The Tenth Circuit has affirmed the district court’s dismissal of a plaintiff shareholder’s claim that withholding shares to satisfy taxes on a restricted stock unit (RSU) violated Exchange Act Section 16(b) (see Olagues v. Muncrief, No. 18-5018 (10th Cir. 2019)).  As we outlined last year in a blog on the lower court’s decision, the plaintiff’s claim was based on the non-exempt acquisition of shares by two executives within six months of the date that shares were withheld for taxes on vesting of RSUs. The plaintiff alleged that these “opposite way” transactions within six months generated a short-swing profit that the executives must disgorge. The withholding in shares was made pursuant to an RSU agreement approved by the company’s Compensation Committee and was therefore, intended to be exempt from the short-swing profits rules pursuant to Exchange Act Rule 16b-3(e). However, similar to the other many cases he has filed,* the plaintiff alleged that the exemption did not apply because (1) the withholding provisions were discretionary and (2) the Committee’s approval of the award agreement did not include approval of the specific terms of the tax withholding in shares.

The court made short work of both claims, dispensing of the case without oral argument:

  1. Discretionary Withholding Claim. The decision makes clear that the plaintiff misread or misunderstood the RSU agreement, which provided company discretion to withhold in shares only where FICA taxes were required to be withheld prior to payment of the RSUs (i.e., where the RSUs constituted deferred compensation under Code Section 409A). Where a tax withholding obligation arose at the regular vesting of the RSUs, as was the case with the two executives, the RSU agreement required the company to withhold in shares.  Because the challenged withholding was clearly nondiscretionary, like the district court, the appeals court did not need to address whether the company’s discretion to withhold shares might impact the availability of the Rule 16b3-(e) exemption.
  2. No Advance Approval Claim.  The court noted that the RSU agreement fixed the time (“upon conversion of RSUs into shares”), the manner (“in shares”) and the amount (“having a fair market value…equal to the minimum statutory withholding requirements”) of the tax withholding.  Therefore, the Committee’s approval of the RSU agreement adequately fixed in advance the terms and conditions of the withholding transaction to meet the requirements of the exemption (pursuant to note 3 of Rule 16b-3(e)).   The court confirmed that the Committee does not need to specifically approve each withholding transaction in order for the exemption to apply.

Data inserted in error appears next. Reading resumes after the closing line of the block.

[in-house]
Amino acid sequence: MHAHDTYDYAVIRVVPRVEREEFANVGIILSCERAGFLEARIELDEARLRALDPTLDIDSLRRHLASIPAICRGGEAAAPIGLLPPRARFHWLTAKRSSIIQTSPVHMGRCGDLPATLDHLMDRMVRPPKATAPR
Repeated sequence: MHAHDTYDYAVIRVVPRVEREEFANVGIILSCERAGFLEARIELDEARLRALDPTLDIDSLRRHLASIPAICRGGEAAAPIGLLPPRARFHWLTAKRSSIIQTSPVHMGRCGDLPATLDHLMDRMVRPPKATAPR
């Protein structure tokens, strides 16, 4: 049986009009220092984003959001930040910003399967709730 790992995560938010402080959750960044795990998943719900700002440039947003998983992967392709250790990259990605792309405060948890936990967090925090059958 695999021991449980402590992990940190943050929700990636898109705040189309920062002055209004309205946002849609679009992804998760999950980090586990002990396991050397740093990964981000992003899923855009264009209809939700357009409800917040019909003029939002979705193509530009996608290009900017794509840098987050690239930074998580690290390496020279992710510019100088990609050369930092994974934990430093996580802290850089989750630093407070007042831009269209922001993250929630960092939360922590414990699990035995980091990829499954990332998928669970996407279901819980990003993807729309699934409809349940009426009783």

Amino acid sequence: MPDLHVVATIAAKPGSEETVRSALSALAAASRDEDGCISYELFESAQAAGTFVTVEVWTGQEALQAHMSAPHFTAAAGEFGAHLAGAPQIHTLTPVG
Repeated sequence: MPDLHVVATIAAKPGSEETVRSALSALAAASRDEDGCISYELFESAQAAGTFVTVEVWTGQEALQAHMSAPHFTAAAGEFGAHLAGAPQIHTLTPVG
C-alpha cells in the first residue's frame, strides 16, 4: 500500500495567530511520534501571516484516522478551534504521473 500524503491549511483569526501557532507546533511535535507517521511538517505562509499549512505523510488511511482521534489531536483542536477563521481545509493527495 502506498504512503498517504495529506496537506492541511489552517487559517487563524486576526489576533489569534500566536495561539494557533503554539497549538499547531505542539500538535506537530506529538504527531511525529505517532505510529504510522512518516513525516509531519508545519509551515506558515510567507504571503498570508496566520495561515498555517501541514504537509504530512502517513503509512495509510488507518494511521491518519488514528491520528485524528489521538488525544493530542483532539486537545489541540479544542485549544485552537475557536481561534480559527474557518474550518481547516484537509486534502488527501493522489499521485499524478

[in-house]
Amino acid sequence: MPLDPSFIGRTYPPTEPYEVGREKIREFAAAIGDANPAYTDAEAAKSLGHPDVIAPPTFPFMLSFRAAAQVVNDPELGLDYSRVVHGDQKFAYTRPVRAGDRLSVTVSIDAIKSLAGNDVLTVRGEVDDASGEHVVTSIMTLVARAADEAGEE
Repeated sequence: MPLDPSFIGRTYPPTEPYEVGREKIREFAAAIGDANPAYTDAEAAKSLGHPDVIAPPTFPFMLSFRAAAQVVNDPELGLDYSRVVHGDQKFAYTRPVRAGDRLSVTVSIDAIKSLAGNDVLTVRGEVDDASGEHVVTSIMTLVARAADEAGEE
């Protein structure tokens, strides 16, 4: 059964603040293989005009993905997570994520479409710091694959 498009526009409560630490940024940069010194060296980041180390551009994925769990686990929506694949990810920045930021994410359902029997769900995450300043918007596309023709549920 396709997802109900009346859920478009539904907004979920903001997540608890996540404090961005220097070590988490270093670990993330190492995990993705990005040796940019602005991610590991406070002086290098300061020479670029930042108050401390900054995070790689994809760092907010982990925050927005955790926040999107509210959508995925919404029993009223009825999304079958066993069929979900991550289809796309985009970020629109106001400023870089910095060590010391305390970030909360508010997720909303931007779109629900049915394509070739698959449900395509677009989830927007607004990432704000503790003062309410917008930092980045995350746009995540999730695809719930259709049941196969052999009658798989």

While it is helpful to see this case being thrown out (again), as before, we continue to wait for a court to squarely analyze the question as to whether company or participant discretion regarding withholding in shares in a duly approved award agreement jeopardizes the availability of the 16(b) exemption. Until a court finds that such discretion does not affect the exemption, companies should continue to draft their equity award agreements to limit discretion around whether shares will be withheld from Section 16 officers and directors – noting this court’s focus on the specificity with which the RSU agreement set out the time, manner, and amount of tax withholding that would occur.


*The court referenced similar cases filed in California, Colorado, Delaware, Florida, Massachusetts, North Carolina, Ohio, Oklahoma, Texas, and Washington.


Sinead Kelly is a partner in Baker McKenzie’s Compensation practice in San Francisco. She advises on U.S. executive compensation and global equity and has practiced in the compensation field since 2005. In her practice, Sinead counsels U.S. and non-U.S. public and private companies on all aspects of equity and executive compensation plans and arrangements, including plan design, drafting, administration and governance. In this regard, Sinead advises on and assists companies with compliance with U.S. federal and state securities and tax laws relating to compensation arrangements, as well as with preparing SEC disclosures, complying with stock exchange rules and addressing non-U.S. tax and regulatory requirements. She has been repeatedly recognized by Legal 500 as a leading lawyer for Executive Compensation and Employee Benefits.